The Web development toolmaker files to go public, expecting to raise $35.4 million from the offering.
The company expects to raise $35.4 million from its initial public offering, based on its filing fee. Allaire will trade under the "ALLR" symbol on the Nasdaq. The offering should be completed during the fourth calendar quarter, the company said.
In the SEC filing, Allaire reported a second-quarter net loss of $2.4 million, compared with a net loss of $1.3 million reported for the like period a year ago. Quarterly revenue rose to $4.6 million from $1.4 million last year.
Allaire's key product, Cold Fusion 3.1, is part of a growing breed of cross-platform and Java-based rapid application development tools known as application servers, which process data from many different sources and make it useable on the Internet. The breed is gaining popularity among many high-volume and e-commerce sites that depend heavily on back-end databases.
As competition in the application development server market heats up--based on demand for scaleable, Web-based enterprise applications--several smaller private companies have been acquired.
Last month, for example, Sun Microsystems bought NetDynamics, advancing the historically hardware-minded Sun's movement into the software business.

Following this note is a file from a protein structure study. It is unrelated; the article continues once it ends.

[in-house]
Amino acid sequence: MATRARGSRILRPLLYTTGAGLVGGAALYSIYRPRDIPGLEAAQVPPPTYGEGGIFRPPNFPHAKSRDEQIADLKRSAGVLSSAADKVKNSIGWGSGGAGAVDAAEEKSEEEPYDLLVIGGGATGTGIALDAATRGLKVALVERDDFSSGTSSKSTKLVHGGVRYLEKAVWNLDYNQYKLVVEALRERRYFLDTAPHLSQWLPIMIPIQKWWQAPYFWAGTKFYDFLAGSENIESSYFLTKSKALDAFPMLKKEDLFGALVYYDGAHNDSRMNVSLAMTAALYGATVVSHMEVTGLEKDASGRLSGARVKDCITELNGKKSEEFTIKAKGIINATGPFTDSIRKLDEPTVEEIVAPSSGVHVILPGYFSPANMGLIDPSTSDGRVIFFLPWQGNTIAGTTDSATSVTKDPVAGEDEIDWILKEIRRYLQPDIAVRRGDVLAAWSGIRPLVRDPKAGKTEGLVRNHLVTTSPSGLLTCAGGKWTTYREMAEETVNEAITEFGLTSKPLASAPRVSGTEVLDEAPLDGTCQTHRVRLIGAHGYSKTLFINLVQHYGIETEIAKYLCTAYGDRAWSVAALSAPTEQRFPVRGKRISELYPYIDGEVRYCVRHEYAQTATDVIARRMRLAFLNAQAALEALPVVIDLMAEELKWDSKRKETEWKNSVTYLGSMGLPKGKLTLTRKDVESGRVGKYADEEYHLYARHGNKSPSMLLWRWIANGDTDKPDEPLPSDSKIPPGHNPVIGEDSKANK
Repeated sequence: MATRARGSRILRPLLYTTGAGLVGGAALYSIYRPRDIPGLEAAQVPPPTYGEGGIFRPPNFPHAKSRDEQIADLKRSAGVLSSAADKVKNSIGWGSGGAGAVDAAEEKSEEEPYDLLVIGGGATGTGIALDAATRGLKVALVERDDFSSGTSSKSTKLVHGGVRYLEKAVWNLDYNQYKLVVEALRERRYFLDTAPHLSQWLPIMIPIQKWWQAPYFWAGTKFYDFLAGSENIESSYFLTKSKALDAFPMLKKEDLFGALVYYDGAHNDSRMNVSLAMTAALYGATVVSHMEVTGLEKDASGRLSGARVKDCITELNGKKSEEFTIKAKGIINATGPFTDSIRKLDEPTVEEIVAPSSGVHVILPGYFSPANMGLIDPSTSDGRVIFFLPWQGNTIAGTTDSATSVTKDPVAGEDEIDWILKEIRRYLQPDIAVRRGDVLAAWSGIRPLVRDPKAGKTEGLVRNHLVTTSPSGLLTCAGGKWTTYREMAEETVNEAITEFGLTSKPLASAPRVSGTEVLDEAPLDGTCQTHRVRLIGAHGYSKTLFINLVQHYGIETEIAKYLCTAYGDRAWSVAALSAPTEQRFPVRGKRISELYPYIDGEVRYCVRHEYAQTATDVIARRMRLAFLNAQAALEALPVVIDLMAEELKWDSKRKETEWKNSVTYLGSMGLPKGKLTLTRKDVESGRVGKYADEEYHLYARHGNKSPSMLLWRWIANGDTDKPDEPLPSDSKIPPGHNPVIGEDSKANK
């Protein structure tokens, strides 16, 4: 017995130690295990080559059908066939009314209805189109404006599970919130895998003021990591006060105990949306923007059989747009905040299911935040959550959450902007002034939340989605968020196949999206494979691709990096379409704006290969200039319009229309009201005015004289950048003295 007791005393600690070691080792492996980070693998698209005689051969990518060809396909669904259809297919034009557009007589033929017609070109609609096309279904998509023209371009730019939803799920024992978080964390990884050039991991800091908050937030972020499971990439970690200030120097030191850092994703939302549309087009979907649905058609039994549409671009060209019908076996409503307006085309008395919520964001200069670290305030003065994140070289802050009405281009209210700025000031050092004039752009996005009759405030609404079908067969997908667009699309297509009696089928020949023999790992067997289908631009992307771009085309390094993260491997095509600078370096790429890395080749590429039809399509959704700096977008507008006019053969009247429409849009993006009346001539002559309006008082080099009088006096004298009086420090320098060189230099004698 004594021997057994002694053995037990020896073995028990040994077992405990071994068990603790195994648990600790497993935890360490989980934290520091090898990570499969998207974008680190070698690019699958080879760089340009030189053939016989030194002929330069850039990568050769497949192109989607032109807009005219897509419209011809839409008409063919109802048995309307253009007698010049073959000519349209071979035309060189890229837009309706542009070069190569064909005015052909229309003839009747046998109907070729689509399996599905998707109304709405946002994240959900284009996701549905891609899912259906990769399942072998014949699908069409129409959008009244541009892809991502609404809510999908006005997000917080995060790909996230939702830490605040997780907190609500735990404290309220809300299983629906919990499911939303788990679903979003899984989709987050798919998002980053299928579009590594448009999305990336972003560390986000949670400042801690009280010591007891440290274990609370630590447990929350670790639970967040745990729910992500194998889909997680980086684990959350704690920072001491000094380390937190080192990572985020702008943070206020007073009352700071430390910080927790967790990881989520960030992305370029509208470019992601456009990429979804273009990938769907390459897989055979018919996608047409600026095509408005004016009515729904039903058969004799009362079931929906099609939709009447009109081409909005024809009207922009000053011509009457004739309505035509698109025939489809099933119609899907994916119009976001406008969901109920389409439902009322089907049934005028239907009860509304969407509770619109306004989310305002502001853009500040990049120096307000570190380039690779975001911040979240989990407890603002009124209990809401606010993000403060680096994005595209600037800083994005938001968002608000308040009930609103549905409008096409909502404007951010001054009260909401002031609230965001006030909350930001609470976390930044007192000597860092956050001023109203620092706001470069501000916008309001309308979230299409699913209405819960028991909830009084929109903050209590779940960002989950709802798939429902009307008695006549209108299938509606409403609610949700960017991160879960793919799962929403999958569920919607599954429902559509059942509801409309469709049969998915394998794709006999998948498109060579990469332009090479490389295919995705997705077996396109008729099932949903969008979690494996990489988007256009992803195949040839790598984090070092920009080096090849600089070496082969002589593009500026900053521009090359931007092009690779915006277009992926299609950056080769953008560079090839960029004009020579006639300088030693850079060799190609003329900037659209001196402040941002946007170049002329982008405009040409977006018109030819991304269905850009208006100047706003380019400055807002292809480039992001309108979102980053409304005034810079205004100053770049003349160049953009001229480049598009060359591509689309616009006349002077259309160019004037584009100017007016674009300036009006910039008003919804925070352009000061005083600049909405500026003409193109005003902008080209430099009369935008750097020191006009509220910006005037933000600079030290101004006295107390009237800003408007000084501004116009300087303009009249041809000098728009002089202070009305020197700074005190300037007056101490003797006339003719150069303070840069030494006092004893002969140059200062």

In addition, Netscape Communications in November bought application server start-up Kiva Software in an effort to expand its extranet strategy.
Other key application server players include Bluestone Software, GemStone Systems, and WebLogic. IBM and Sybase also have application server products in development.
Joseph Allaire, 28, founded Allaire in May 1995 and serves as the company's chairman. David Orfao, 39, is chief executive and president of the 3-year-old company. In addition to Cold Fusion, the Cambridge, Massachusetts-based company, which has137 employees, also offers HomeSite 3.0, an HTML editor.
The lead underwriter for Allaire's IPO is investment bank Credit Suisse First Boston. Dain Rauscher Wessels and NationsBanc Montgomery Securities will serve as co-underwriters for the offering.
Analysts say 1998 has been a relatively weak year for IPOs, but some Internet companies have bucked that trend. Webcasting company Broadcast.com had a spectacular offering in July, and earlier this week shares of online community GeoCities had a strong first day.